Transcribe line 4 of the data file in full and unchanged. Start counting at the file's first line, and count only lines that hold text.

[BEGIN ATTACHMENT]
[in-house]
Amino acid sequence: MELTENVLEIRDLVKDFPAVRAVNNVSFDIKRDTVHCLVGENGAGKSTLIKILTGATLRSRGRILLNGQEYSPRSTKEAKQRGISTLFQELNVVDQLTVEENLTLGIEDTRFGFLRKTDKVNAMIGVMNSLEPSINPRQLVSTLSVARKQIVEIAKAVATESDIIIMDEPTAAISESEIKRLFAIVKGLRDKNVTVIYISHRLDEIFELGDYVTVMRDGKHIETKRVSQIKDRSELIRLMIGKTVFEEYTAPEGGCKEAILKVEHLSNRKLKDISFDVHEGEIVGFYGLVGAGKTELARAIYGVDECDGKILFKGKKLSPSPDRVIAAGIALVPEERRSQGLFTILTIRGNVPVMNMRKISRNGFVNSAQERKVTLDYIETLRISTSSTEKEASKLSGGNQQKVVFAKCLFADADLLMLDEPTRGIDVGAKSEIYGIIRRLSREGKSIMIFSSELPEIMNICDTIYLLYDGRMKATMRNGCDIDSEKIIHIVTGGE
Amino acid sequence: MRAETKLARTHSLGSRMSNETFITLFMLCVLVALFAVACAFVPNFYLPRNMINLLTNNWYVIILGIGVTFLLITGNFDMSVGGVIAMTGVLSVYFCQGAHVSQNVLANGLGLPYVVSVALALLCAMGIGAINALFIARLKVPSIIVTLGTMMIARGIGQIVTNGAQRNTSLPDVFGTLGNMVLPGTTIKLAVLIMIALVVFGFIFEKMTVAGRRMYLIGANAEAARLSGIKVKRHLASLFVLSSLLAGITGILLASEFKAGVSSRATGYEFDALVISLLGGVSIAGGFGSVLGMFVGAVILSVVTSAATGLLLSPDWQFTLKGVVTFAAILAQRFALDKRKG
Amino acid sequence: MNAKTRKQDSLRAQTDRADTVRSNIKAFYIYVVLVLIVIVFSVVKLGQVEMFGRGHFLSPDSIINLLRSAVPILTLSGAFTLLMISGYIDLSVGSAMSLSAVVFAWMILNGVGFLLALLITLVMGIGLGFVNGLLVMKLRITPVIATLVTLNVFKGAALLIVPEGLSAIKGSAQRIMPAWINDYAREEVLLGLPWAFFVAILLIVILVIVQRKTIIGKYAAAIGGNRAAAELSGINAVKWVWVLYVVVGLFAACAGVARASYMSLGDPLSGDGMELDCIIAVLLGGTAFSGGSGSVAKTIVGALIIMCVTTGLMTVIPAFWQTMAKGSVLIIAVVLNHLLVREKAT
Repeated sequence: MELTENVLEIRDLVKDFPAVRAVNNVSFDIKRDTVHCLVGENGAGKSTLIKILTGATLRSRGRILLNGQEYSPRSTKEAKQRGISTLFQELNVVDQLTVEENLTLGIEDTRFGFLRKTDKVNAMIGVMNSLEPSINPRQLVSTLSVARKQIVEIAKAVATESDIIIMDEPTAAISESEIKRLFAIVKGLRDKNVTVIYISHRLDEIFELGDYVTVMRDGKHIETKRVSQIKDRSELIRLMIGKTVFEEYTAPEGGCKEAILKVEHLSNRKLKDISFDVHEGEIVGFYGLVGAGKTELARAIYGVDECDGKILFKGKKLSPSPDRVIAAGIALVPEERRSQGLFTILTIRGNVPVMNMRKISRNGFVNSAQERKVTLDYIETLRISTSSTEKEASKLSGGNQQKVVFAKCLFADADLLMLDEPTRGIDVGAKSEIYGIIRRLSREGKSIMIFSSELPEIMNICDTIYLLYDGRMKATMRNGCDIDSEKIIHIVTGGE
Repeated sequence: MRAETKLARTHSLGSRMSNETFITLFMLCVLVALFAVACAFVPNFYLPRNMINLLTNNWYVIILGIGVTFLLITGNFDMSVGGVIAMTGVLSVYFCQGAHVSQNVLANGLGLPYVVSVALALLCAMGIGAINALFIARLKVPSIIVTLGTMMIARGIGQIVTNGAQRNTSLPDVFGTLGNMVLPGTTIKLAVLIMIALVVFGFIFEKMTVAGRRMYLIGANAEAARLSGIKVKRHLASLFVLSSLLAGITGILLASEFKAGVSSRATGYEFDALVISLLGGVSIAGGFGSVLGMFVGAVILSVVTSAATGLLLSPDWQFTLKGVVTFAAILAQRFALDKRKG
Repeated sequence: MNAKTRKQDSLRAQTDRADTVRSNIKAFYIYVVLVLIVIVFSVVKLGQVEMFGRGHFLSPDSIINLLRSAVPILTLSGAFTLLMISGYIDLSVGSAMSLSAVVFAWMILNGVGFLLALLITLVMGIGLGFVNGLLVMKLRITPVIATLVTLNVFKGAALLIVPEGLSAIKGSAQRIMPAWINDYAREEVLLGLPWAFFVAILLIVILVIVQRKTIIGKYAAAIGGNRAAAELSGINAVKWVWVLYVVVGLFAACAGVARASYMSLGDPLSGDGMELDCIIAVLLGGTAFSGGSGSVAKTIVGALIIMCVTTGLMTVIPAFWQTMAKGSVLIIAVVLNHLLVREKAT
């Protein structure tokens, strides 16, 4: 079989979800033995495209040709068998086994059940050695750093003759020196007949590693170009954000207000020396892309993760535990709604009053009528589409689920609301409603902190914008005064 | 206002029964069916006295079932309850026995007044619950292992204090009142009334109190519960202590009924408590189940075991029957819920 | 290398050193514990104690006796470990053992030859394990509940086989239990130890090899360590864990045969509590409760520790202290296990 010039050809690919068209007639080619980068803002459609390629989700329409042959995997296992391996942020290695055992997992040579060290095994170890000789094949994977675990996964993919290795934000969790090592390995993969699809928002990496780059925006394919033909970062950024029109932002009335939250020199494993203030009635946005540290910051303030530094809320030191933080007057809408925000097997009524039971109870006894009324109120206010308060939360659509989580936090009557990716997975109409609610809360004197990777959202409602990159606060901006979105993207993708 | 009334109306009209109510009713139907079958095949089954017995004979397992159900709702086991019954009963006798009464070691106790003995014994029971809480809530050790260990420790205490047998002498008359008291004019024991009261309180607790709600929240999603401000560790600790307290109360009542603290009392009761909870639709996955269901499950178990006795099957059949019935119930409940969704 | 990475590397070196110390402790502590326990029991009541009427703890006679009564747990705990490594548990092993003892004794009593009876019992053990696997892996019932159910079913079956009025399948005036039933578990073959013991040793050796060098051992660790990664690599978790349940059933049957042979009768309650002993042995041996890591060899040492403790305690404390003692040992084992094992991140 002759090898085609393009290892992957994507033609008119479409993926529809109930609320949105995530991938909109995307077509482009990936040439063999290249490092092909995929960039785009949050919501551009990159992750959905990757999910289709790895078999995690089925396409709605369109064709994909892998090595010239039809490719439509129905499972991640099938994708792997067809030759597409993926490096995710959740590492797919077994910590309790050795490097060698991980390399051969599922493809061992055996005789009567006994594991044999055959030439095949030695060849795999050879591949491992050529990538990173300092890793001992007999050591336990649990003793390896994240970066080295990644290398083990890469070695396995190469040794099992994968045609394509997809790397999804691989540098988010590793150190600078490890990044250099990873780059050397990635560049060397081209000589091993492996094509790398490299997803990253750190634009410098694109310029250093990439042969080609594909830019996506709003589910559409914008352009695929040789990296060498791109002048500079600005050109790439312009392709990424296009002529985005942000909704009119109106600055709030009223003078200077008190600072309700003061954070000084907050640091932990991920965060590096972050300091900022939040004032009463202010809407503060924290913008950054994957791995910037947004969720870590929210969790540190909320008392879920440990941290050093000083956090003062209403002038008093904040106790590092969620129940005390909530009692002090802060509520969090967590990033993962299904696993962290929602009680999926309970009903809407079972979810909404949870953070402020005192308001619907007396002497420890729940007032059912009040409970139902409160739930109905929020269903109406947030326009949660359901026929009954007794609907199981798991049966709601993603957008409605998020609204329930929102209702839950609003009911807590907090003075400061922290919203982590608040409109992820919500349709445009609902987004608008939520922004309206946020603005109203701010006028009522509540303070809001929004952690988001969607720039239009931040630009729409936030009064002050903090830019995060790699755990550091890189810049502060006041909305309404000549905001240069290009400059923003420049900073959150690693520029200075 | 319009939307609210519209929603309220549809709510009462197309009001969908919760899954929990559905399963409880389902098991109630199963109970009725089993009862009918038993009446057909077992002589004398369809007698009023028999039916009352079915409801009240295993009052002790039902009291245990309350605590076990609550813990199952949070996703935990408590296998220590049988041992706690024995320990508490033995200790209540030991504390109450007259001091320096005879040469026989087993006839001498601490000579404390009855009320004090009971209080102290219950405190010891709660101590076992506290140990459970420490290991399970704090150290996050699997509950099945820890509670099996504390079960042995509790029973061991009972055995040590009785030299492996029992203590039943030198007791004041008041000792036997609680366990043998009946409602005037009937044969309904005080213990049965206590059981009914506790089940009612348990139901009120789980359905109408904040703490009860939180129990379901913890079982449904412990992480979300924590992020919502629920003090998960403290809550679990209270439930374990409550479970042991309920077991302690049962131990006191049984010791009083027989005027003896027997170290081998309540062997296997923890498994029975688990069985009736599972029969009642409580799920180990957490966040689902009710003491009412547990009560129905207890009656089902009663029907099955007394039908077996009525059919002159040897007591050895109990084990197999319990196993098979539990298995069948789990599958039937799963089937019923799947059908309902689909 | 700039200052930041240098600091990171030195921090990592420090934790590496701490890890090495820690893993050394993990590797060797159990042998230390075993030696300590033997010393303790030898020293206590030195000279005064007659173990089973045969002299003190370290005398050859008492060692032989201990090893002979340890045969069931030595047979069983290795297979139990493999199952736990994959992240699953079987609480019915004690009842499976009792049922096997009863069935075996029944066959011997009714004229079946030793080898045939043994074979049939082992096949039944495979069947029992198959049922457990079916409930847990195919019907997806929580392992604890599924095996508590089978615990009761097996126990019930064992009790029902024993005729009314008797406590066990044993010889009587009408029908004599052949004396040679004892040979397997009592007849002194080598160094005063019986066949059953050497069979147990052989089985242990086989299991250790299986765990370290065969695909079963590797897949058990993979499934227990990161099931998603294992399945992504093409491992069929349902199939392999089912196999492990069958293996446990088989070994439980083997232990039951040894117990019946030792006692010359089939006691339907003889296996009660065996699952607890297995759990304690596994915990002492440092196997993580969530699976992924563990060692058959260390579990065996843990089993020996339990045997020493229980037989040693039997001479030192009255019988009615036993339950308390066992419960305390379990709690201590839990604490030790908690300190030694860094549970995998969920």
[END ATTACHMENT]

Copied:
Amino acid sequence: MNAKTRKQDSLRAQTDRADTVRSNIKAFYIYVVLVLIVIVFSVVKLGQVEMFGRGHFLSPDSIINLLRSAVPILTLSGAFTLLMISGYIDLSVGSAMSLSAVVFAWMILNGVGFLLALLITLVMGIGLGFVNGLLVMKLRITPVIATLVTLNVFKGAALLIVPEGLSAIKGSAQRIMPAWINDYAREEVLLGLPWAFFVAILLIVILVIVQRKTIIGKYAAAIGGNRAAAELSGINAVKWVWVLYVVVGLFAACAGVARASYMSLGDPLSGDGMELDCIIAVLLGGTAFSGGSGSVAKTIVGALIIMCVTTGLMTVIPAFWQTMAKGSVLIIAVVLNHLLVREKAT